Anonymous, the loosely connected hacktivist group infamous for last year’s “Operation Payback” that forced Visa and MasterCard offline for a time, has recently set its sights on Sony.
Before it all kicked off I heard a few low rumblings on Twitter, and checked the Anonymous homepage, where I found the following (abridged) statement:
“You [Sony] have abused the judicial system in an attempt to censor information on how your products work. You have victimised your own customers merely for possessing and sharing information, and continue to target every person who seeks this information. In doing so you have violated the privacy of thousands.”
It concluded chillingly: “Now you will experience the wrath of Anonymous.”
I say concluded, actually there is a sentence after that referring to Sony executives’ private parts, which you can research for yourselves, should you be so inclined.
The beef arose when Sony brought legal proceedings against two hackers, George Hotz and Graf Chokolo, after they released code required to develop firmware for Sony’s PlayStation 3 console.
Last year’s Operation Payback campaign was founded, at least apparently, on high moral principles such as free speech and open government.
Part of its motivation was to defend Wikileaks, and its founder Julian Assange. Firms deemed to be hostile to the whistleblowing web site were subjected to sustained attacks.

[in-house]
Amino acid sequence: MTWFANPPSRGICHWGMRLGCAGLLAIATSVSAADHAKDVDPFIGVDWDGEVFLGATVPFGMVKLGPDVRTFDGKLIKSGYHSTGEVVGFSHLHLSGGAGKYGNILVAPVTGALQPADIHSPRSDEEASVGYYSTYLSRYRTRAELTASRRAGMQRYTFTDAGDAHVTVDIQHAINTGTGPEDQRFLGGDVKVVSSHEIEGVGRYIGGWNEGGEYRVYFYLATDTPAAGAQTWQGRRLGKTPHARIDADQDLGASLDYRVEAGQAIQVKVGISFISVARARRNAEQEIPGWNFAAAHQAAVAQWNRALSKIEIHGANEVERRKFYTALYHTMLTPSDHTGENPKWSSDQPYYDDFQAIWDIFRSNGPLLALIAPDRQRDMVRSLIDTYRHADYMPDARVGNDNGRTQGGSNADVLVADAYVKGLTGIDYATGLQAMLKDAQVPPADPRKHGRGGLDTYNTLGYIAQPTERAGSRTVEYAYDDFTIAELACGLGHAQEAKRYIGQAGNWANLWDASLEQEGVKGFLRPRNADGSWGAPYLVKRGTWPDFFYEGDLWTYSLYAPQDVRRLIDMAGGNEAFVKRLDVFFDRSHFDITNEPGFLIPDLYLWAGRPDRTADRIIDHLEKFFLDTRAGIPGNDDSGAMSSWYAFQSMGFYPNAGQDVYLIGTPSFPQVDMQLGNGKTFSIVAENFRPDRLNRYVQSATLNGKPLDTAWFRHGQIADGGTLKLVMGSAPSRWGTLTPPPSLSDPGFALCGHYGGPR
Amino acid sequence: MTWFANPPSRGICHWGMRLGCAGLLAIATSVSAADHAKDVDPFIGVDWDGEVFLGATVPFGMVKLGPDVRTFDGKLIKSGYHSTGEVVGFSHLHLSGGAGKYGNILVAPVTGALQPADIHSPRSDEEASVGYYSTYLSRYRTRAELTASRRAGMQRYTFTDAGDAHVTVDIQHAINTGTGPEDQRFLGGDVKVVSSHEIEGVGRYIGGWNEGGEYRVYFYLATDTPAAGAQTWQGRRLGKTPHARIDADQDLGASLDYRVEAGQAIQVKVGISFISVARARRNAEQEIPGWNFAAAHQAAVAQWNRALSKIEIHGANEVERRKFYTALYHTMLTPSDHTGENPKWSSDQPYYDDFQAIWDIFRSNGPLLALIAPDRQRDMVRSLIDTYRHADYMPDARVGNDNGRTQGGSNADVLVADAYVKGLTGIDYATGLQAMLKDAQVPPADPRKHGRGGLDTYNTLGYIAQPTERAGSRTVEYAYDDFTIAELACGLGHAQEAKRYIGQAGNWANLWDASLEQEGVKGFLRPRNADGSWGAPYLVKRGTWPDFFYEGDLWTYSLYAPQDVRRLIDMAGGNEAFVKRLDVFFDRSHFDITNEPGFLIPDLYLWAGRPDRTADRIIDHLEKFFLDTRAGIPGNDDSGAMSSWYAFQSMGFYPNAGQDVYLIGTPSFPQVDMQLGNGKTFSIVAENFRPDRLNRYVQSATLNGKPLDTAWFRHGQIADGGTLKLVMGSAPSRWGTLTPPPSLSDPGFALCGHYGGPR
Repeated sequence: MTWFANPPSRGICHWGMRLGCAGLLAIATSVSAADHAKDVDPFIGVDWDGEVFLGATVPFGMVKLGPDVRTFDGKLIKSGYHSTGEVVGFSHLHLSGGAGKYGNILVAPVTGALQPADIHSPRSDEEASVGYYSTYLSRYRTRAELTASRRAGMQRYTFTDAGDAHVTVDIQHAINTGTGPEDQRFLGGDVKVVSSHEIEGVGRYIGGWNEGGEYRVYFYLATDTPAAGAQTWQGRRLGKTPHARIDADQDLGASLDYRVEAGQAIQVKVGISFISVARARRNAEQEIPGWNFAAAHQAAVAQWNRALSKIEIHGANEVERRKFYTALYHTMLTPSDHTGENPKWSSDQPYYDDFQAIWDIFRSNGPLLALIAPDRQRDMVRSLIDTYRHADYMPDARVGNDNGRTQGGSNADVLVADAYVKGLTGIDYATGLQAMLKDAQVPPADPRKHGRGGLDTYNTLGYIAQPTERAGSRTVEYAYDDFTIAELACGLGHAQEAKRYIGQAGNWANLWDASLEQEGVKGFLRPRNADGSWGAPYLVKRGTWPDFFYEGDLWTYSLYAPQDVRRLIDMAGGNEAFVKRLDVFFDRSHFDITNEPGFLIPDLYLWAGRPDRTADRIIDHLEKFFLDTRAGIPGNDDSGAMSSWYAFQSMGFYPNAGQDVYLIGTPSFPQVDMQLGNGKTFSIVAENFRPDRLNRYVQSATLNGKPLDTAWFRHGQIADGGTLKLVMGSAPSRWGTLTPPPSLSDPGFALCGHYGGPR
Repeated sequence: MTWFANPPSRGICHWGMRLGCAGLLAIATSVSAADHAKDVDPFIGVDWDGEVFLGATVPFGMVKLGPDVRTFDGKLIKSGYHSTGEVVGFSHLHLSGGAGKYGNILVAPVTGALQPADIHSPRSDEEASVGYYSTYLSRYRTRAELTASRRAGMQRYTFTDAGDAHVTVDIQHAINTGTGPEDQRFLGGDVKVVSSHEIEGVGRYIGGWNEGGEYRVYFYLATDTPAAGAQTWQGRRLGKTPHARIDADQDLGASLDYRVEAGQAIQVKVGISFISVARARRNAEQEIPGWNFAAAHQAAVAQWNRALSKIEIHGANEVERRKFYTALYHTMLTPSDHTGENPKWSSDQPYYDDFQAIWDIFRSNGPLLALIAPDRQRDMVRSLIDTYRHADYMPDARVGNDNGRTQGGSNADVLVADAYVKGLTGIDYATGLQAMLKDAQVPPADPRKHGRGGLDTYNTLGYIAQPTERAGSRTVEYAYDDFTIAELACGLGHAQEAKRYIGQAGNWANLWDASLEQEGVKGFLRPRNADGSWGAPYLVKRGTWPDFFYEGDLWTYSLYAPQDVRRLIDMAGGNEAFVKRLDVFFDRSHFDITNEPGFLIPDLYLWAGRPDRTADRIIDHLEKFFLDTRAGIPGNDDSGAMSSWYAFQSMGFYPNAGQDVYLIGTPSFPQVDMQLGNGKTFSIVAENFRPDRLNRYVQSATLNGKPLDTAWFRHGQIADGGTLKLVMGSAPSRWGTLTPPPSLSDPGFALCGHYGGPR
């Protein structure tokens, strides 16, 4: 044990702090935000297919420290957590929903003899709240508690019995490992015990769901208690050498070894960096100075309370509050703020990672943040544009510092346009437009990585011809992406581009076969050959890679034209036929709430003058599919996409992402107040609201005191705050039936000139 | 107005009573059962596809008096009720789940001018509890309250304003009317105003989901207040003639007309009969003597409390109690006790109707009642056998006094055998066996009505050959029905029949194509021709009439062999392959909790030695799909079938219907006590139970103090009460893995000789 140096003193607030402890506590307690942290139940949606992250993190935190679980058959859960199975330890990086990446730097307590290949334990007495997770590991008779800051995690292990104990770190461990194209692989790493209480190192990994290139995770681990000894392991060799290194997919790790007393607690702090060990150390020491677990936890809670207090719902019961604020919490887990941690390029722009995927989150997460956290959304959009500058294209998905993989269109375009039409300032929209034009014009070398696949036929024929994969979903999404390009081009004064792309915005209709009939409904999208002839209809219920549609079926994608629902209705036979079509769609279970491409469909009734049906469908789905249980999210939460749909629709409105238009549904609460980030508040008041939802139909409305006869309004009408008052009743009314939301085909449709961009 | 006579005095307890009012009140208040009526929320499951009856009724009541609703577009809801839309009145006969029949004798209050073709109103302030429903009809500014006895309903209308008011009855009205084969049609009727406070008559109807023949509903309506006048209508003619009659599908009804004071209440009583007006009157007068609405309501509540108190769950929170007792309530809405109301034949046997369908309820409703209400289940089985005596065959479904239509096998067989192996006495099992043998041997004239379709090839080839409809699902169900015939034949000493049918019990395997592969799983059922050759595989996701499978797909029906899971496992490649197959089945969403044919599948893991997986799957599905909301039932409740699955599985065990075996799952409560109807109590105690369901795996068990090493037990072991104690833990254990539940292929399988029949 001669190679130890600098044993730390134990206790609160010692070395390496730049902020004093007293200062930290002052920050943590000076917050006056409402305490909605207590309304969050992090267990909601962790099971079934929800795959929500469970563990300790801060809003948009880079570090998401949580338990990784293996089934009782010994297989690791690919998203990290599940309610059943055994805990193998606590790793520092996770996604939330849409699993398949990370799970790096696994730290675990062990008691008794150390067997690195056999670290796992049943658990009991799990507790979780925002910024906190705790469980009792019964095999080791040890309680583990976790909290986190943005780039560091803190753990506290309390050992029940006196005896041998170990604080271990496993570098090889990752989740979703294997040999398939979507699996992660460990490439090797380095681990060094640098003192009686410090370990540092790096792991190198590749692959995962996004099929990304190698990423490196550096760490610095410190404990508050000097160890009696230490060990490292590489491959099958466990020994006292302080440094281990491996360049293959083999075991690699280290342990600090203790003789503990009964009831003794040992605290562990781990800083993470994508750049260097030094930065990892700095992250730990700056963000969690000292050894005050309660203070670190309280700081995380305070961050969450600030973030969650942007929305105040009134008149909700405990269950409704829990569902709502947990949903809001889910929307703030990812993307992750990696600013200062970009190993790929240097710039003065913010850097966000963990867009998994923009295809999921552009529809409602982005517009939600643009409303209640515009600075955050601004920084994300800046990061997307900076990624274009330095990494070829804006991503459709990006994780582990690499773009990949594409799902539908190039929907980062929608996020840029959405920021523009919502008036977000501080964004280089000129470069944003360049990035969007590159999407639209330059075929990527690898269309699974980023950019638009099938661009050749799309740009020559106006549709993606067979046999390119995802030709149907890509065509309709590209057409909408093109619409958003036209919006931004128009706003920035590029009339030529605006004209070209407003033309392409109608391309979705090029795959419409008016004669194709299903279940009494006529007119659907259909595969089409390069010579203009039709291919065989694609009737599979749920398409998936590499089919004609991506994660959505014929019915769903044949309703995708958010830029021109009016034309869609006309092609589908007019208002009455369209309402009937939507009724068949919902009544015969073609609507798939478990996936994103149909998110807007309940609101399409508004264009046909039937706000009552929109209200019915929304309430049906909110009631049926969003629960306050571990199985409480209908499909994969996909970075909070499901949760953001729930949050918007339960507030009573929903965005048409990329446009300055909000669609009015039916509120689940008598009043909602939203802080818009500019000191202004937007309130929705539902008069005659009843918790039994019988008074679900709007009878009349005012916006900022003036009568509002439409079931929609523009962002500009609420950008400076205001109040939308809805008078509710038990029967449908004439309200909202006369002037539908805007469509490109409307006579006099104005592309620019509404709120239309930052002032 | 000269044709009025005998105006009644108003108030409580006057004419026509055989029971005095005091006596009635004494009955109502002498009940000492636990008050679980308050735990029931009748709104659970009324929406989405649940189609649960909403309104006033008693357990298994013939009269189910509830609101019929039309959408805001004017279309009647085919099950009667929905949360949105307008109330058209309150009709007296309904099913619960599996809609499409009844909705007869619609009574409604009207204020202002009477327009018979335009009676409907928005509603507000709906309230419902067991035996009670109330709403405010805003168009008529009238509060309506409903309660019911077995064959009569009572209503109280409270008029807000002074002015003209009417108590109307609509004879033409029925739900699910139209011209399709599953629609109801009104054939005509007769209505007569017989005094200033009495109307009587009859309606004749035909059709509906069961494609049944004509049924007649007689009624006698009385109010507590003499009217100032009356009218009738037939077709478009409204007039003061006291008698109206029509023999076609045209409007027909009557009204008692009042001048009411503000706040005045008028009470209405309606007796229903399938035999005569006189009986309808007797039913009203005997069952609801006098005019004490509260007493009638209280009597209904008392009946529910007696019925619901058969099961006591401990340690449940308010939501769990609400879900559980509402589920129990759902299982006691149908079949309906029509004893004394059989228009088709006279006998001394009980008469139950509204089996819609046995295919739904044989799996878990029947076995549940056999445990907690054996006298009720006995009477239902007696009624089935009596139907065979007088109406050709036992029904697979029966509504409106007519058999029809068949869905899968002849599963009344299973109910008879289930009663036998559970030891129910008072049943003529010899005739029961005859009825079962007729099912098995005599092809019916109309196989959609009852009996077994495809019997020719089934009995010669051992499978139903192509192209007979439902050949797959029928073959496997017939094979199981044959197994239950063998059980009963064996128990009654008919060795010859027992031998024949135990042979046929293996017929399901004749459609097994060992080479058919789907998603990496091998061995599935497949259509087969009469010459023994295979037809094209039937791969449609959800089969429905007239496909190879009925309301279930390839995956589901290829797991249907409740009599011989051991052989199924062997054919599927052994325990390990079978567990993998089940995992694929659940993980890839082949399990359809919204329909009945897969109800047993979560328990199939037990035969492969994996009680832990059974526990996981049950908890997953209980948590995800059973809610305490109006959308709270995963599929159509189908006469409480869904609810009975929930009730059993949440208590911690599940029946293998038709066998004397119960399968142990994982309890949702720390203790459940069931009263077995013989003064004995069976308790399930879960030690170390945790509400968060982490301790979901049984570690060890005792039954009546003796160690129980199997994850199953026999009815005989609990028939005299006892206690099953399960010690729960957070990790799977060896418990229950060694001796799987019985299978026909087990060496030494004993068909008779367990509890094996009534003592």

For a while, Anonymous was winning. PayPal, having frozen funds owed to Wikileaks, agreed to release them.
Part of me admired Anonymous. It stood up for its beliefs, and used the tools at its disposal to make its point.
But this latest campaign, which Anonymous calls “#Opsony”, has lost me. The group is outraged because Sony is defending its intellectual property. Where once I saw free-speech campaigners championing the little guy against heavy-handed governments, I now see power-mad kids who have found a pointy stick.
Anonymous’s web site even proclaims the group the “Lords of the Internet”. It seems more Lord of the Flies to me.
I called Sony just before its sites started going down, and no one knew anything about it. I imagine they found out pretty quickly, after the PlayStation Network went down, shortly followed by its European support site and others.
It may not be related, but Sony’s shares are down 1.4 per cent on the NYSE at the time of writing.
Anonymous chose V, the hero of the graphic novel series V for Vendetta as its figurehead. In the novels, V stands alone against a totalitarian government. I’m not convinced he would approve.
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